Cole struggled in 2011, with a 6-8, 3.31 start. He twice carried perfect games into the 7th inning. His control was much better, with 24 walks in his first 114 1/3 innings. The Pittsburgh Pirates decided he was the best player available in the 2011 amateur draft, making him the #1 overall pick, ahead of pitchers like Danny Hultzen and Taylor Jungmann with better college stats and Anthony Rendon (the top-rated college batter), the other people they had been rumored to be considering. He was the first UCLA player picked first overall - the previous high was Tim Leary (#2 in 1979). When teammate Bauer went third overall, it was the first time since 1978 that a team had two players taken in the top three - the last such duo since Arizona State University's Bob Horner and Hubie Brooks. As expected, it took until the final day on which draftees could sign for the Pirates and Cole to come to an agreement; on August 15th, he agreed to an $8 million minor league deal, the largest minor league contract in history.
 Minor Leagues
Cole made his first professional pitching appearance for the Class A Bradenton Marauders of the Florida State League on April 9, 2012. He allowed only one hit in 4 innings, and struck out 7 while featuring a fastball timed at 97 mph. He made 13 starts at Bradenton, with a record of 5-1, 2.55, and 69 strikeouts in 67 innings. He was then promoted to the AA Altoona Curve of the Eastern League. There, he gave the Pirates a scare in his second start on June 26th, twice being hit by batted balls in the 1st inning of a start against the Harrisburg Senators. Destin Hood's line drive ricocheted off his glove and struck him in the face, then, two batters later, Sean Nicol again struck him with a line drive. He completed the inning, but left the game immediately afterwards to receive x-rays. It was the shortest start of his professional career, and his first loss at the AA level. He had been named to the 2012 Futures Game shortly after his promotion to Altoona. He finished the season with a combined record of 9-7, 2.80 in 26 starts, having complete the year with one appearance in AAA with the Indianapolis Indians. He pitched 132 innings, giving up 113 hits and striking out 136 against 45 walks.
In 2013, he was back at Indianapolis to begin the year, going 5-3, 2.91 in 12 starts, before getting the call to Pittsurgh.
 Major Leagues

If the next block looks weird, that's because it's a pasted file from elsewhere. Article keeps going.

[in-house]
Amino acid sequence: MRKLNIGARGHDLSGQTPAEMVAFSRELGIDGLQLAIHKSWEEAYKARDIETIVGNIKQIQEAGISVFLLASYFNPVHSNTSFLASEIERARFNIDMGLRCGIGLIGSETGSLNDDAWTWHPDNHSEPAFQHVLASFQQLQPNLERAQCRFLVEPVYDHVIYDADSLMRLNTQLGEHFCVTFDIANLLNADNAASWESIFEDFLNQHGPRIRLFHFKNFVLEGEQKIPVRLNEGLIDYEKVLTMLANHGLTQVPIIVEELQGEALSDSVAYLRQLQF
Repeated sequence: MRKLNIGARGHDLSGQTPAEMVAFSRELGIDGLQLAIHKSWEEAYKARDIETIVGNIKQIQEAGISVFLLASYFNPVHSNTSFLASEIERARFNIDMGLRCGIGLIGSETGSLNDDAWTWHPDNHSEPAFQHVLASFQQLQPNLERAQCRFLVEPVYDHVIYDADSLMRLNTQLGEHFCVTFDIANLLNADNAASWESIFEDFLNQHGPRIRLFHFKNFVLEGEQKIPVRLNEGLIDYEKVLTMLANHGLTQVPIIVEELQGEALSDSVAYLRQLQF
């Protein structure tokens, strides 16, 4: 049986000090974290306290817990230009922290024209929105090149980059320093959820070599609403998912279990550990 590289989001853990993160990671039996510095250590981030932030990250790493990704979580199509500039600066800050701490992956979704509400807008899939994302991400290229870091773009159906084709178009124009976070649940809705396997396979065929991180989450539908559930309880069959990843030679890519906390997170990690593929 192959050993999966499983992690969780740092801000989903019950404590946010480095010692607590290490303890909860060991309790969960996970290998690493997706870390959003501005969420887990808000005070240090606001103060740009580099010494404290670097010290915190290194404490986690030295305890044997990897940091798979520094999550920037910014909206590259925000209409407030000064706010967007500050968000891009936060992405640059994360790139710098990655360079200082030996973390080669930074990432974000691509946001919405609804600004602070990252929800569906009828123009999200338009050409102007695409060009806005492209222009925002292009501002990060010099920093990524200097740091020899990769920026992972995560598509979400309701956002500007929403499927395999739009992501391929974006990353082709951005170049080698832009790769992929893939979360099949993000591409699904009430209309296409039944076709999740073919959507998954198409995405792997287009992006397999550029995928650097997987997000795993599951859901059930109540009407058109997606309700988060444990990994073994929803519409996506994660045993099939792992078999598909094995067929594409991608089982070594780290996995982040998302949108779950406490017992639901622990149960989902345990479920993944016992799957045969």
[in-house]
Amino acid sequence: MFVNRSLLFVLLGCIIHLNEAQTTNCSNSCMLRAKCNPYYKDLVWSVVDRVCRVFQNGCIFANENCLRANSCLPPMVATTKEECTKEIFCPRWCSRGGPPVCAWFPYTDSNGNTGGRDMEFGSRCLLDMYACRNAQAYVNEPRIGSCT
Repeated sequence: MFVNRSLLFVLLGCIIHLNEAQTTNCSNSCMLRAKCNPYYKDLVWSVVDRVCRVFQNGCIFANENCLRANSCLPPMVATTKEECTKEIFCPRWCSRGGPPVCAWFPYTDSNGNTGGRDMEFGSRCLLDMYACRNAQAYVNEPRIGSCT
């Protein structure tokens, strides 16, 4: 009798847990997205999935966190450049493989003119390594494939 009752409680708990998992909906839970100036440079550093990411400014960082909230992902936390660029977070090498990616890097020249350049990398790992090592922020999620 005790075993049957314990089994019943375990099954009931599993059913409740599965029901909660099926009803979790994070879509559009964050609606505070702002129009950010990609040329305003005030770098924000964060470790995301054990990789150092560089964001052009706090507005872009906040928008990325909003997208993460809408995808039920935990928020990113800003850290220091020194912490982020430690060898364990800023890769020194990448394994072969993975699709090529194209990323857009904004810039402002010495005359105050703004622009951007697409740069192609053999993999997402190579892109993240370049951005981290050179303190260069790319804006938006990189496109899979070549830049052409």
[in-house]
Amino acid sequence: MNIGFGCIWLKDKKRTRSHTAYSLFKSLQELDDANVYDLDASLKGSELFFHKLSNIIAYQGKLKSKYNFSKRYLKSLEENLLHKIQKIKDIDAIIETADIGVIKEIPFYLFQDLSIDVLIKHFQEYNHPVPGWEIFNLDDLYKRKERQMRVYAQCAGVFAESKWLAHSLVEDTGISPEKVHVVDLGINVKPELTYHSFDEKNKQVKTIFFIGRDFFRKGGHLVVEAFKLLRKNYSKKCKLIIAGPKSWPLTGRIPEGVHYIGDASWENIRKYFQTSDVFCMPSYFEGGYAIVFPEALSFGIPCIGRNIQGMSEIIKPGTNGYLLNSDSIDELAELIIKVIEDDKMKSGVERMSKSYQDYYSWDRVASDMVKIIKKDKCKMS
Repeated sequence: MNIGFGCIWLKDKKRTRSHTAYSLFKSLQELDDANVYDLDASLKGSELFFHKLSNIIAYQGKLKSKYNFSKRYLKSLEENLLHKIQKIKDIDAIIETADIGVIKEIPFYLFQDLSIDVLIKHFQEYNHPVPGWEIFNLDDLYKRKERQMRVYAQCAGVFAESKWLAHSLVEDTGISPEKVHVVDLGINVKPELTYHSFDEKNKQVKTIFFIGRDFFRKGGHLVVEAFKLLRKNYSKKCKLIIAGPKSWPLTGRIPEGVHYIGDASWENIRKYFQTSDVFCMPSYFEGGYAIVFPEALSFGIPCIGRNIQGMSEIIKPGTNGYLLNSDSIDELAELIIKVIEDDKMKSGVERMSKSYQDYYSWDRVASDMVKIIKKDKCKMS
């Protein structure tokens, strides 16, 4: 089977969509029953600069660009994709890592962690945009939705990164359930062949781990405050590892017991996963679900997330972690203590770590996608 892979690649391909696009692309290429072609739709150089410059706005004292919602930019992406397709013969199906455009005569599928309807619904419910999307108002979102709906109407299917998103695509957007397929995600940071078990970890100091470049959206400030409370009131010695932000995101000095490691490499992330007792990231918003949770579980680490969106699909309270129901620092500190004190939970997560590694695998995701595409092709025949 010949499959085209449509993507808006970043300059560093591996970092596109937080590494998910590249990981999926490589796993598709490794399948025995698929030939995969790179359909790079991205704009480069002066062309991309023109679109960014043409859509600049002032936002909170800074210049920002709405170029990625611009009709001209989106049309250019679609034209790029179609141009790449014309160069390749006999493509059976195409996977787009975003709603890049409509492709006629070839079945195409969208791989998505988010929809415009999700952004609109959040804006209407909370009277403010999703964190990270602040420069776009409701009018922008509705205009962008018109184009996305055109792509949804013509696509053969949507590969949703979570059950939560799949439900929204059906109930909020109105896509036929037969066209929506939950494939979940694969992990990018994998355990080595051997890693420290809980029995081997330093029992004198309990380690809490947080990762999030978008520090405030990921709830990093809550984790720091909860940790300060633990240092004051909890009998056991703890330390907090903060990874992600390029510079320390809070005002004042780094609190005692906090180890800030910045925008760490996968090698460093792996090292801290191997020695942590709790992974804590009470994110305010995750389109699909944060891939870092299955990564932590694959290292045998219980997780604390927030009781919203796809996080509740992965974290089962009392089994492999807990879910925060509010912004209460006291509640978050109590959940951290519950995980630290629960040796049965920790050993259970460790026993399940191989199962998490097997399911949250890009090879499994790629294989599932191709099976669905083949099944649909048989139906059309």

Gerrit Cole was called up by the Pirates on June 11, 2013, to make a start against the San Francisco Giants in place of the injured Wandy Rodriguez. He was excellent in his debut, starting the game by striking out Gregor Blanco on three pitches, and then hitting a two-run single off Tim Lincecum in his first career at-bat in the bottom of the 2nd. He gave up 2 runs on 7 hits and no walks in 6 1/3 innings, striking out 2, and was credited with the Bucs' 8-2 win. When he beat the Angels, 5-2, in his third start, he became only the second pitcher in Pirates history to start his career with a win his first three starts, after Myrl Brown back in 1922. He hit 101 mph on the radar gun in returning to Anaheim Stadium, the ballpark where he had attended many games as a child. He gave up his first career walk in the 7th inning to Mark Trumbo, his 18th inning in the majors. He made it four wins in four starts when he defeated the Milwaukee Brewers, 10-3, on June 28th (no Pirate had done so since Nick Maddox 106 years earlier), but the streak ended when he suffered his first loss on July 4th, 6-4 to the Philadelphia Phillies. On September 9th, he defeated Yu Darvish and the Texas Rangers, 1-0, pitching 7 shutout innings, to improve to 7-7 on the year. The win was a historic one, as it was the 82nd for Pittsburgh that season, ensuring that the team would have its first winning season since 1992. He had another great performance down the stretch on September 24th, giving up two runs over 6 innings and drove in two runs himself in an 8-2 win over the Chicago Cubs that improved his record in September to 4-0. He was named the NL Rookie Pitcher of the Month for September and finished the season at 10-7, 3.22 with 100 strikeouts to 28 walks in 117 1/3 IP and a 109 ERA+. Additionally, he hit .206 with 5 RBI. There had originally been talk of cutting Cole's workload down late in the year but the struggles of Jeff Locke and Cole's dominant performance won him a spot in Pittsburgh's four-man rotation for the playoffs (their first postseason appearance in 21 years) alongside veterans Francisco Liriano, A.J. Burnett and Charlie Morton. He excelled in a crucial Game 2 in St. Louis in the NLDS. With the Bucs having lost the opening game, he allowed two hits and one run (a Yadier Molina) homer in six innings plus he singled in Pedro Alvarez for the first run off Lance Lynn. His win meant Pirate rookies were now 6-0 in postseason history, following Babe Adams (3-0 in the 1909 World Series) and Tim Wakefield (2-0 in the 1992 NLCS). Giving his Game 2 outing, Clint Hurdle turned to him for the deciding Game 5 rather than veteran Burnett, who had struggled in Game 1. He took the loss but pitched well with two runs (both on a David Freese homer) in five innings, only to be outdueled by Adam Wainwright. Cole was the third former #1 overall draft pick to start an elimination game in the postseason, following Andy Benes and David Price.